An external heating system such as heating by a heater mainly uses oxide-based alumina and silica as well as a zirconia-based material for an insulation material.

Japanese Published Unexamined Patent Application No. H11-147761 discloses an example which improves the corrosion resistance and thermal shock resistance by dispersing graphite into oxide-based ceramic in the furnace material used for steel making in particular.

Japanese Published Unexamined Patent Application No. 2004-257725 discloses a heat insulation material, as a heat insulation material for high-frequency wave widely used in recent years, which assists heating by combining silicon carbide with a mullite-based heat insulation material, magnesia, or zirconia. Japanese Published Unexamined Patent Application No. 11-228242 discloses a heat insulation material without an effect of assist in heating as a ramming material for high-frequency wave.

In recent years, what is called microwave heating has been studied, which uses microwave of 900 MHz to 30 GHz, a higher frequency than a common high frequency, as a process of heat treatment or sintering of metal powder. The microwave heating is a technique for heating an object by self-heating of the object. The heat generation behavior in the microwave heating strongly depends on the property of the object. Therefore, when heating to a desired temperature is not possible, a technique of assisting heating is adopted which uses silicon carbide excellent in absorption performance of electromagnetic waves (as disclosed in Japanese Published Unexamined Patent Application No. 11-135252).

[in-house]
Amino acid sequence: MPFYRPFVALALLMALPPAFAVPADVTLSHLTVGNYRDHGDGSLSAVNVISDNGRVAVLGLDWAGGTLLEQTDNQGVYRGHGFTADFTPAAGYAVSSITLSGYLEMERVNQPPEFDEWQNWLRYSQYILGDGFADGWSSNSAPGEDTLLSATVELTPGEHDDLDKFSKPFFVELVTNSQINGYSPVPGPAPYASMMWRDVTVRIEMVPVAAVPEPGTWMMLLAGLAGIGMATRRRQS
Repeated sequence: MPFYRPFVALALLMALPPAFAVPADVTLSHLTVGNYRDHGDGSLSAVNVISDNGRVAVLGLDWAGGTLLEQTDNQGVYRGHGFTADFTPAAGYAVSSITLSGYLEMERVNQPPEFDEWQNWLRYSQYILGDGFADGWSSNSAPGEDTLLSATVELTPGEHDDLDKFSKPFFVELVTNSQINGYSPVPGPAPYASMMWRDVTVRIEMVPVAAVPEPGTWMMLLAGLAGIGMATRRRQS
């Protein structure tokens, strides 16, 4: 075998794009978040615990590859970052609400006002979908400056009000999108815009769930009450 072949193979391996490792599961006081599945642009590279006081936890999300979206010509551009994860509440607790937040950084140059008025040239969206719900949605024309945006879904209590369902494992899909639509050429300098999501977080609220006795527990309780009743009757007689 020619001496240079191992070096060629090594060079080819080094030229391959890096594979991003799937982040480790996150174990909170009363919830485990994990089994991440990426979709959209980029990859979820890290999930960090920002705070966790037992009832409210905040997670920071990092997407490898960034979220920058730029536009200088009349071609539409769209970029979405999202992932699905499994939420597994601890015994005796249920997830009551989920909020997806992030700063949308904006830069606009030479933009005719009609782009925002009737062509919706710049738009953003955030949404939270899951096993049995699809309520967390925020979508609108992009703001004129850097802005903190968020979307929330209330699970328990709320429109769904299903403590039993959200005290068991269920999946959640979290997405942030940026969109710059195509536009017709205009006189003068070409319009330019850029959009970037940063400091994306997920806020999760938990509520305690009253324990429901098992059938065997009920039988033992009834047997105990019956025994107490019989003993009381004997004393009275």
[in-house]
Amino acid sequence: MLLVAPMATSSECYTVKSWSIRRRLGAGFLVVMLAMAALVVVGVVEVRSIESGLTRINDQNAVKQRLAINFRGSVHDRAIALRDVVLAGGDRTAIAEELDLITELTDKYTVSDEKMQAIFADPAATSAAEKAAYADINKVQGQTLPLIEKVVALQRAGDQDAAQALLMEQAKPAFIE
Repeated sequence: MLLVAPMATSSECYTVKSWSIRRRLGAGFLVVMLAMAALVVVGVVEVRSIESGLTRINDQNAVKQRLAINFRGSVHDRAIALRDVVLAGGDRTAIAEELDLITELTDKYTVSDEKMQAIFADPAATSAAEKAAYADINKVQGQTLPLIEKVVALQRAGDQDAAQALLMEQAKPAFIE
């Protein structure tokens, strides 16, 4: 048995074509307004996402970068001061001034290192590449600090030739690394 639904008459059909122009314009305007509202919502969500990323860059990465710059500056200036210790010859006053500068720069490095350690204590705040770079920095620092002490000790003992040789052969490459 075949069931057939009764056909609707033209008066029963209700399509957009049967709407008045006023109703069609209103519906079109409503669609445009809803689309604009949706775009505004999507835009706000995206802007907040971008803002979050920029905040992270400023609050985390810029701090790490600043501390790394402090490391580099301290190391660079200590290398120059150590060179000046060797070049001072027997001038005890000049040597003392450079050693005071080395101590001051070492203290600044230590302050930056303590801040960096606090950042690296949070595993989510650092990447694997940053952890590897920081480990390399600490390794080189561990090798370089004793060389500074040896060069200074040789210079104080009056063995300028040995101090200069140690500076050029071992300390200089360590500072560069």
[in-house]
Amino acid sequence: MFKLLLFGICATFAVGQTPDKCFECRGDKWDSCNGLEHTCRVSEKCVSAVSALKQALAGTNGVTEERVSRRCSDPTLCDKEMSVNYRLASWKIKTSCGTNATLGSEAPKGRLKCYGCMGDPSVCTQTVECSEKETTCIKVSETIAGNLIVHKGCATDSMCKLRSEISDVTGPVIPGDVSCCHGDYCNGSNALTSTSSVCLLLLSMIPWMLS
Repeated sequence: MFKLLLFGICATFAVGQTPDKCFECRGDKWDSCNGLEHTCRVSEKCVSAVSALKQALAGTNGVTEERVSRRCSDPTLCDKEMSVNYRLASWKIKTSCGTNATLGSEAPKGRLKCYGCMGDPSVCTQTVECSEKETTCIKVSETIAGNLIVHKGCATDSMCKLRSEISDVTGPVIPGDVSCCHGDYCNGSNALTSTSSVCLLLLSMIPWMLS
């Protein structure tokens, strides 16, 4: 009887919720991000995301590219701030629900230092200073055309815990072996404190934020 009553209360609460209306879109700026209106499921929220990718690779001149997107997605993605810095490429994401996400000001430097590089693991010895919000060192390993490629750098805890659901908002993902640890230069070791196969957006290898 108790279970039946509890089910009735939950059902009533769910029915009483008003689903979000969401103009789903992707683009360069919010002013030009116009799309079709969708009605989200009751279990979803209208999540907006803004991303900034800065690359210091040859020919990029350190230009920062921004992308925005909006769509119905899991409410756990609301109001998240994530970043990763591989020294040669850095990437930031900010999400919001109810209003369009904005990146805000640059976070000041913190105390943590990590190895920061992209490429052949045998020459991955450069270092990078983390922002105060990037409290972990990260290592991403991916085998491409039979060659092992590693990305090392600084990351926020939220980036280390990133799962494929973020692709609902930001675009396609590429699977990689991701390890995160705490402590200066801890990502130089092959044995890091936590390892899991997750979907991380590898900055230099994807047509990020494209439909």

Unfortunately, the technique in Japanese Published Unexamined Patent Application No. 11-135252, the object of which is to heat mainly ceramic materials, is not optimum for treatment of metallic materials. In general, metallic materials are inferior in absorption of microwave to ceramic materials which are dielectrics. Therefore, a heat insulation material or a heat insulation technique suitable for metallic materials is required when they are to be treated.

The object of the present invention is to provide a heat insulation material for microwave heating, being excellent in heating efficiency, and a method for manufacturing the same.

SUMMARY OF THE INVENTION

The present invention provides a heat insulation material for microwave heating, which includes a base material formed of an inorganic oxide, and carbon dispersed in the base material .

The present invention also provides a method for manufacturing a heat insulation material for microwave heating, which includes the steps of mixing an inorganic oxide and a binder, and sintering a mixture of the inorganic oxide and the binder, wherein the binder is at least one selected from the group consisting of carboxymethylcellulose, methylcellulose, polyethylene oxide, triethanolamine, polyvinylalcohol, starch, and a polyacrylic acid compound.

According to the present invention, a heat insulation material for microwave heating can be provided, which has an excellent heating-efficiency.

BRIEF DESCRIPTION OF THE DRAWINGS

FIG. 1A shows a heating layout of sample powder and heat insulation materials in the embodiment 1;

FIG. 1B shows a heating layout of sample powder, a conventional heat insulation material, and a SiC plate in the comparative example 1;

FIG. 2A is a temperature/output chart when a sample was heated by a multi-mode furnace in the embodiment 1;

FIG. 2B is a temperature/output chart when a sample was heated by a multi-mode furnace in the comparative example 1;

FIG. 3 shows a relation between the amount of contained carbon and the final heating temperature;